• 4G = In 2008, ITU-R specified peak speed requirements at 100 Mbps for high mobility communication (i.e., from trains and cars) and 1 Gbps for low mobility communication (i.e., pedestrians and stationary users); provide a comprehensive and secure all-IP based mobile broadband solution to laptop computer wireless modems, smartphones, and other mobile devices.

The big controversy today is over claims of 4G that don’t meet the requirements for 4G.  For more about that, see the last section of “Flawed Thinking Runs Rampant In The Wireless World.”

LightYear is not a carrier.  They’re a wholesaler, an MVNO, “Mobile Virtual Network Operator.”  That’s another category of Mobile Network Operator, which, as far as the subscriber is concerned, seems identical to a regular mobile network operator.  The critical difference is that MVNOs do not own the underlying network of base stations, but instead lease (buy wholesale) network time from an MNO (one of the big 4 carriers listed above).

To make it official, here’s the explanation from Wikipedia, and then from Verizon.

Wikipedia:  “A mobile virtual network operator (MVNO) is a company that provides mobile phone services but does not have its own licensed frequency allocation of radio spectrum, nor does it necessarily have all of the infrastructure required to provide mobile telephone service.  Conversely, a company that does have frequency allocation(s) and all the required infrastructure to run an independent mobile network is known simply as a mobile network operator (MNO).  MVNOs are roughly equivalent to the “switchless resellers” of the traditional landline telephone market.  An MNO that does not have a frequency spectrum allocation in a particular geographical region may operate as an MVNO in that region.”  (This description is nearly verbatim from a reference sourced on the Wikipedia site that sells the The MVNO Directory 2010 – 4th Edition.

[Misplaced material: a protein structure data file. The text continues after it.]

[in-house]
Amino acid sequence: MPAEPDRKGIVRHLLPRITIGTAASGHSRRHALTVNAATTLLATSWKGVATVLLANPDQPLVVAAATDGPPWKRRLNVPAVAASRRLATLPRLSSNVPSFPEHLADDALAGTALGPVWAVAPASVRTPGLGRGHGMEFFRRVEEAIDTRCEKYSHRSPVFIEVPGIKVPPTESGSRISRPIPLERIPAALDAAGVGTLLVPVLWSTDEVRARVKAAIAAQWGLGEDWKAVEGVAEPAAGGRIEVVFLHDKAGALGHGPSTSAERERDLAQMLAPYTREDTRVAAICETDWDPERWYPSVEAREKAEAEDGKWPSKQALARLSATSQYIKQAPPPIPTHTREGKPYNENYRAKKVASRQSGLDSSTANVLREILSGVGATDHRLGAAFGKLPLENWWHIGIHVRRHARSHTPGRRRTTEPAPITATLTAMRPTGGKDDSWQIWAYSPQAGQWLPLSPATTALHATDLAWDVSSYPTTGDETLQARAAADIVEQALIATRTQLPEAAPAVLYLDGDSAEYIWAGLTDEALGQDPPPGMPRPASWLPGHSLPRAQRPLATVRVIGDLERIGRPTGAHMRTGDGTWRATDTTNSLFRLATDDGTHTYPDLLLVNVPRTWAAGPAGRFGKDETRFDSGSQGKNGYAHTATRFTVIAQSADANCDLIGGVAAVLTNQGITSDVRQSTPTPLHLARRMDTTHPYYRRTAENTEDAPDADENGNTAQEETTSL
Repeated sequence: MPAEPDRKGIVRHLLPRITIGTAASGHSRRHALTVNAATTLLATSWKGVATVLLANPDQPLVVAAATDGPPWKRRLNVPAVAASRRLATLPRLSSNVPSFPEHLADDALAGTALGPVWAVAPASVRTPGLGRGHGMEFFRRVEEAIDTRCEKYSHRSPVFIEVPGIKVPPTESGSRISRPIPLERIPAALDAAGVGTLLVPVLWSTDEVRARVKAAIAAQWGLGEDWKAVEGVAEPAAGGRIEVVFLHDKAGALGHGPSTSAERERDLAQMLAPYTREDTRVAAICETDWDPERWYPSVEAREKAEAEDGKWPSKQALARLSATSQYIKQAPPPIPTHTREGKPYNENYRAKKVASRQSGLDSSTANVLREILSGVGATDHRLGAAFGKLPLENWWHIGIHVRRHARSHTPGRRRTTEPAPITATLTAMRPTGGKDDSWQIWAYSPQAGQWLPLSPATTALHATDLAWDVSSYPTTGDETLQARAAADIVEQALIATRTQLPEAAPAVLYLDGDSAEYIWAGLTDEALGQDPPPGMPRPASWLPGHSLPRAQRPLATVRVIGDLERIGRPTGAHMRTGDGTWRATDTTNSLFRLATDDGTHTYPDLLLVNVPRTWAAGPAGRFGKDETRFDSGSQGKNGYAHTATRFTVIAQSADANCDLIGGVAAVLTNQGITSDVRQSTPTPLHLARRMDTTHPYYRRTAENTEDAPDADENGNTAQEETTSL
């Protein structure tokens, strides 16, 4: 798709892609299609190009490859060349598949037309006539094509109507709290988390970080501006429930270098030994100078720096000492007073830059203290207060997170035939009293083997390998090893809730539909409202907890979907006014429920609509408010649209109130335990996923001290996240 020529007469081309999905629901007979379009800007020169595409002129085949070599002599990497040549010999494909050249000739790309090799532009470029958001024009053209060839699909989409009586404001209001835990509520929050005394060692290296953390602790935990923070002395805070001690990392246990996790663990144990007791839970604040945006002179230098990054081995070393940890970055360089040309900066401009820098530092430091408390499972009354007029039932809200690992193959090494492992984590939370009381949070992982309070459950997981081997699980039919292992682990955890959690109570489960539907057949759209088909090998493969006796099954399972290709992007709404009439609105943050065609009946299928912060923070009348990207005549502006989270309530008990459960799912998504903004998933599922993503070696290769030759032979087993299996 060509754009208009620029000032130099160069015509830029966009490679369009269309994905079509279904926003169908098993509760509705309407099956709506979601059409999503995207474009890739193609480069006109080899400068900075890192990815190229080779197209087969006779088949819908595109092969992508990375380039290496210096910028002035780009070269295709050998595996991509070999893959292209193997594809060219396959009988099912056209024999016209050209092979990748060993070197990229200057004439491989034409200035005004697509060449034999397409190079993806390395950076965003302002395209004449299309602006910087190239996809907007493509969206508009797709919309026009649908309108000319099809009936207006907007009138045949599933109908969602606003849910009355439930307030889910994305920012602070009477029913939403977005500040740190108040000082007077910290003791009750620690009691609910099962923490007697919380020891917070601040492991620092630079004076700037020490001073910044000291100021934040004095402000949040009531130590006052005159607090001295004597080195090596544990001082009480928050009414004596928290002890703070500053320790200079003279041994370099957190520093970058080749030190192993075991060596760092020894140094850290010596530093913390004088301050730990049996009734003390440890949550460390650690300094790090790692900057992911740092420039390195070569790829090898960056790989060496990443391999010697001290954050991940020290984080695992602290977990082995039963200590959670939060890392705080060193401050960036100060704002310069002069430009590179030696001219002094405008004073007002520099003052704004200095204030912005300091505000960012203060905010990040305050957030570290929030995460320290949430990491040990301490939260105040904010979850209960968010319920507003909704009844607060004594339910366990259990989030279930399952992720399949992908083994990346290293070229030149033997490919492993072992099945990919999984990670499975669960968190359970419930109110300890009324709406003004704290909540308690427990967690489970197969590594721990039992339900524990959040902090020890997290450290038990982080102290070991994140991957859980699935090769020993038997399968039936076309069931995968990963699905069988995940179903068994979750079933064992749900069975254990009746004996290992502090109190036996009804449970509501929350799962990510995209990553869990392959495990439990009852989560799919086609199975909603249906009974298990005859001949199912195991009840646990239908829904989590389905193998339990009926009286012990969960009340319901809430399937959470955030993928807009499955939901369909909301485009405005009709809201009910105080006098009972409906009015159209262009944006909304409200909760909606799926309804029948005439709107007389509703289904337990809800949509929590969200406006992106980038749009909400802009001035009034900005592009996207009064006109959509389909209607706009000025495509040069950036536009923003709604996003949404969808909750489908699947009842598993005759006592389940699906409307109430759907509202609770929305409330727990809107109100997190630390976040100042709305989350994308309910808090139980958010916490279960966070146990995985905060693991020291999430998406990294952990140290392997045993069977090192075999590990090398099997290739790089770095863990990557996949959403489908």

Verizon:  “What is a Mobile Virtual Network Operator (MVNO)?  MVNOs execute a contract with Verizon Wireless to buy wireless service from Verizon Wireless to resell under their own brand to customers and perform all marketing, billing, collections and customer service for the customers they activate.  MVNOs establish and maintain the relationship with its customers.  MVNOs own the relationship with their customers and establish their own calling plans and pricing.”

LightYear isn’t just an MVNO – it’s a full-service telecom company, a “CLEC.”  Actually, being a CLEC is a bigger deal than being an MVNO and it’s harder to do!  The CLEC definition:  ”A Competitive Local Exchange Carrier, in the United States, is a telecommunications provider company (sometimes called a ‘carrier’) that competes with other, already established carriers (generally the incumbent local exchange carrier (ILEC)).”  … “Local exchange carriers (LECs) are divided into incumbent (ILECs) and competitive (CLECs). The ILECs are usually the original, monopoly LEC in a given area, and receive different regulatory treatment from the newer CLECs.”

For more info on Lightyear Wireless’ status as an MVNO, see Lightyear Wireless IS An MVNO.